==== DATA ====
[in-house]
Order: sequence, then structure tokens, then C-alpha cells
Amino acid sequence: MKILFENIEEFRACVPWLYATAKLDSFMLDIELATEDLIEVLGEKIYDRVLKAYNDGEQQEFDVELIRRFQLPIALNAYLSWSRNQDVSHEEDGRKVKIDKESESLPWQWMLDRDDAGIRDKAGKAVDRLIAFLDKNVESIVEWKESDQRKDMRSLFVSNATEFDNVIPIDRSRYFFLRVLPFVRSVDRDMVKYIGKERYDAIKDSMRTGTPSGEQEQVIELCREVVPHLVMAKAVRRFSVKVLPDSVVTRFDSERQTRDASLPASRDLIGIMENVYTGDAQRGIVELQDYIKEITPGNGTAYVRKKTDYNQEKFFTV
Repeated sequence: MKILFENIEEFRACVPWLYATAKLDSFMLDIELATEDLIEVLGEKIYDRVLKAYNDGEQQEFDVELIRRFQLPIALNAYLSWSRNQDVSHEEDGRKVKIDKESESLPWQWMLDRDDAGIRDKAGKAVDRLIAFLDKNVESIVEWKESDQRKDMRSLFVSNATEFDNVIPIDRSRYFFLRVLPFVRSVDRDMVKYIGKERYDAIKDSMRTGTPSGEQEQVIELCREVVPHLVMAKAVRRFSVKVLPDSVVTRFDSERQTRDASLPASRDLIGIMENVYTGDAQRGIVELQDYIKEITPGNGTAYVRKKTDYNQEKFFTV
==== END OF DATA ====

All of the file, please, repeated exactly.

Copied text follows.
[in-house]
Order: sequence, then structure tokens, then C-alpha cells
Amino acid sequence: MKILFENIEEFRACVPWLYATAKLDSFMLDIELATEDLIEVLGEKIYDRVLKAYNDGEQQEFDVELIRRFQLPIALNAYLSWSRNQDVSHEEDGRKVKIDKESESLPWQWMLDRDDAGIRDKAGKAVDRLIAFLDKNVESIVEWKESDQRKDMRSLFVSNATEFDNVIPIDRSRYFFLRVLPFVRSVDRDMVKYIGKERYDAIKDSMRTGTPSGEQEQVIELCREVVPHLVMAKAVRRFSVKVLPDSVVTRFDSERQTRDASLPASRDLIGIMENVYTGDAQRGIVELQDYIKEITPGNGTAYVRKKTDYNQEKFFTV
Repeated sequence: MKILFENIEEFRACVPWLYATAKLDSFMLDIELATEDLIEVLGEKIYDRVLKAYNDGEQQEFDVELIRRFQLPIALNAYLSWSRNQDVSHEEDGRKVKIDKESESLPWQWMLDRDDAGIRDKAGKAVDRLIAFLDKNVESIVEWKESDQRKDMRSLFVSNATEFDNVIPIDRSRYFFLRVLPFVRSVDRDMVKYIGKERYDAIKDSMRTGTPSGEQEQVIELCREVVPHLVMAKAVRRFSVKVLPDSVVTRFDSERQTRDASLPASRDLIGIMENVYTGDAQRGIVELQDYIKEITPGNGTAYVRKKTDYNQEKFFTV